February edition of Procycling now on sale

The February 2018 edition of Procycling is now available in UK shops. It features Nairo Quintana, one of the three most successful grand tour riders in the world, on the cover, and there is an exclusive and rare interview with the Colombian inside the magazine. There’s also a free 68-page season preview booklet featuring every race and every team in the international sport.

On February 4, Quintana will turn 28. He’s now entering what should be his peak years, with a focus this year entirely on the Tour de France. Quintana rarely gives in-depth interviews, but Alasdair Fotheringham caught up with him as he made his final preparations for 2018, to try and find out what makes this enigmatic rider tick. He took us back to his childhood in Colombia to explain how he developed as a cyclist, what challenges he faced and how his parents instilled his work ethic. Quintana reveals that as a boy, he drove a taxi with his brother, working after dark to avoid the police catching them. Procycling’s regular Counterpoint feature, which accompanies our interview, asks the question, can Quintana win the Tour? Quintana himself thinks so: “I’ve always been there, fighting for it. I can win it,” he says. We analyse his chances and compare him to other grand tour winners. With a Vuelta and Giro win already to his name, his chances are good. But we also find a few reasons he’s been struggling to win the Tour in recent seasons, following a stunning runner-up debut in 2013.

Procycling February 2018 also features our season preview, which comes in two parts. Our free 68-page booklet is your companion through the entire season, with analysis, predictions and routes of all the big races, and a detailed look at the team rosters and each outfit’s main riders. Within the magazine there is also an in-depth look at the 2018 season, identifying the main stories of the year and containing the editorial team’s own rash predictions for the season.

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There’s good news and bad news for Ben Swift. The bad is that he has not won a race since early 2015. Sprinters thrive on winning, and three years is a long time without a victory. But the good news is that after a couple of seasons hit by injury and bad luck, as well as a transfer from Team Sky to UAE Emirates, the end of 2017 showed promising signs of the talent that has brought the Yorkshireman two podium finishes in Milan-San Remo. Fifth place in the world championships road race demonstrated that he’s one of the best in the world in a tough one-day race, and he’s attacking 2018 with renewed vigour. In our interview, he tells Sam Dansie what went wrong with brutal honesty and explains where he thinks it is going to go right this year.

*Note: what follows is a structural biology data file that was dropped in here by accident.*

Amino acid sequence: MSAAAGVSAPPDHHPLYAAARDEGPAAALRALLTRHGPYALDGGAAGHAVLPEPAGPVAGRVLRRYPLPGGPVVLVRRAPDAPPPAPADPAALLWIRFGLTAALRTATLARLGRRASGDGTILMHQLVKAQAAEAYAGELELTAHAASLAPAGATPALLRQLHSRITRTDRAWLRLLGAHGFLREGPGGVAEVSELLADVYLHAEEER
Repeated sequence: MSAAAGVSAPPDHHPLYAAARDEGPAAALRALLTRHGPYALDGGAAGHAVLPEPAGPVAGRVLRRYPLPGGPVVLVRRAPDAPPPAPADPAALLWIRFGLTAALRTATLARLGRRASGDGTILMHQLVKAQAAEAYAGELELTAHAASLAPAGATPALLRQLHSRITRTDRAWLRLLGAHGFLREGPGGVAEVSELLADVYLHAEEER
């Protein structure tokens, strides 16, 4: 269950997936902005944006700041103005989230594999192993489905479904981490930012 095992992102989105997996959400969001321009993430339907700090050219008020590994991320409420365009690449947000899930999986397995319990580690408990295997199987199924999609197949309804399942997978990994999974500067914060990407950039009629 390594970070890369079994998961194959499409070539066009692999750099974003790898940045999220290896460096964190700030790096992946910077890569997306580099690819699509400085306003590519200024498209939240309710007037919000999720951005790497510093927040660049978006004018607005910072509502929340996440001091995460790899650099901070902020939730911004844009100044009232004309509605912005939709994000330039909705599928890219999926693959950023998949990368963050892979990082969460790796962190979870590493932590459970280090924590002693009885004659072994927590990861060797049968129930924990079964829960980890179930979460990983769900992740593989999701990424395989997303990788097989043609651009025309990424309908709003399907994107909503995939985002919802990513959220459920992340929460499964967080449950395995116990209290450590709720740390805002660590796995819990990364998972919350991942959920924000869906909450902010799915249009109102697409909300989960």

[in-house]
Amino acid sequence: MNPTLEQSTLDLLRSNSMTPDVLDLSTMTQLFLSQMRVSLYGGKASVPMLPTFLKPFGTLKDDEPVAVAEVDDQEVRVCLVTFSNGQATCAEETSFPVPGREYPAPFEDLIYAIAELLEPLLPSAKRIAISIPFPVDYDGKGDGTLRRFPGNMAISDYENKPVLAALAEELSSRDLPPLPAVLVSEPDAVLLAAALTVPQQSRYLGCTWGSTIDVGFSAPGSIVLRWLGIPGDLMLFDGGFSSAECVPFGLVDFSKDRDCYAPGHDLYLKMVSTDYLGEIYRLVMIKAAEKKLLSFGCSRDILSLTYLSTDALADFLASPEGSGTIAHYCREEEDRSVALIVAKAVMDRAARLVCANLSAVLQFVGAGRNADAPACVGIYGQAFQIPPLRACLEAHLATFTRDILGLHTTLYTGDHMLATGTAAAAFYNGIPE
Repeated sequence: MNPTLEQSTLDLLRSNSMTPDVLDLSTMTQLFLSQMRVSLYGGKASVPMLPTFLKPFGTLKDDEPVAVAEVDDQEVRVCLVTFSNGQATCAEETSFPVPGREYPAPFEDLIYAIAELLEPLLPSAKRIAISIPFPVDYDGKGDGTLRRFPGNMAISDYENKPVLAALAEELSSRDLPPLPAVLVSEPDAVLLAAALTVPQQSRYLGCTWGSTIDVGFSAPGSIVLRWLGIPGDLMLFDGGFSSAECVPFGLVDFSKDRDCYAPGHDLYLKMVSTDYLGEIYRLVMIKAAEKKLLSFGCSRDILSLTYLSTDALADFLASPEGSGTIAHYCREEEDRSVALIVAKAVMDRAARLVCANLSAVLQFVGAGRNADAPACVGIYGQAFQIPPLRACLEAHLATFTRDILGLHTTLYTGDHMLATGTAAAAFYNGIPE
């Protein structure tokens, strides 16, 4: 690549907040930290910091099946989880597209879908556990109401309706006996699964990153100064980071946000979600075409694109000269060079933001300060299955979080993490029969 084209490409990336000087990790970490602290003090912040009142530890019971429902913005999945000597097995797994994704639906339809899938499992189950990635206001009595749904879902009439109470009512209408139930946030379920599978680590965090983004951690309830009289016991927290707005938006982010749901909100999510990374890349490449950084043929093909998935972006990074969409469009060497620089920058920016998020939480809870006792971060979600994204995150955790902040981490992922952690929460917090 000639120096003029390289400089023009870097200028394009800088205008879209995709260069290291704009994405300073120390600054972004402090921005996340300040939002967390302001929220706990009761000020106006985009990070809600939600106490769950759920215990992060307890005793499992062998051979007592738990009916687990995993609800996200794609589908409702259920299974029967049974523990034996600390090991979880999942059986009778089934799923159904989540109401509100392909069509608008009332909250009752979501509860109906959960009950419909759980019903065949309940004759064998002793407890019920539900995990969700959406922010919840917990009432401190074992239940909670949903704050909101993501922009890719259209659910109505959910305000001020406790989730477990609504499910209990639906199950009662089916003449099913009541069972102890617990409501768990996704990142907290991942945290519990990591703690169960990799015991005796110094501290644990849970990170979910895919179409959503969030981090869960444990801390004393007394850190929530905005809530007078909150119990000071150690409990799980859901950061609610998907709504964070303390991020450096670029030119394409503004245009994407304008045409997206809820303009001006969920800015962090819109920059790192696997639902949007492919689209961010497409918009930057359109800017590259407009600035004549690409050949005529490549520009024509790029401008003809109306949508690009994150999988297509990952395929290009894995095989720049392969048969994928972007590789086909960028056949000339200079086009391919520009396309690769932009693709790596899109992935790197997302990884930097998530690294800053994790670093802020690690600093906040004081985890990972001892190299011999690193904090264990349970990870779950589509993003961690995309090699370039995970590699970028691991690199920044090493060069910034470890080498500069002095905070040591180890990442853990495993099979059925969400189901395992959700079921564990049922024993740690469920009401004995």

Team Sky have spent the last two seasons both winning the Tour de France, and seeing their reputation questioned as scandal refuses to go away. With the unsatisfactory outcome of the ‘jiffy-bag’ saga, the revelation that Bradley Wiggins obtained TUEs for corticosteroids before three grand tours, Chris Froome’s ongoing travails over his positive test at the Vuelta and the arguably insufficient discipline given to Gianni Moscon for racist behaviour, the British team’s reputation is being assailed as never before. Lionel Birnie, who has been covering the team since its development and inception, picks over the gulf between Sky’s sporting dominance and its repeated inability to get its PR right.

Nairo Quintana is not the only Colombian rider born on February 4 with the ambition of winning the Tour de France. A new contributor to Procycling, Spanish journalist Fran Reyes, caught up with Miguel Ángel López, the Astana rider known as ‘Superman’ and asked him about his hopes and dreams in the sport. López has already achieved great things – a Tour de Suisse win at the age of 22 and eighth overall with two stage wins in last year’s Vuelta. But he’s also afflicted by crashes and bad luck. The Colombian will target the Giro d’Italia in 2018 and while he feels he might still be at least a season away from being able to win a grand tour, this is the ultimate goal.

You can read more at Cyclingnews.com

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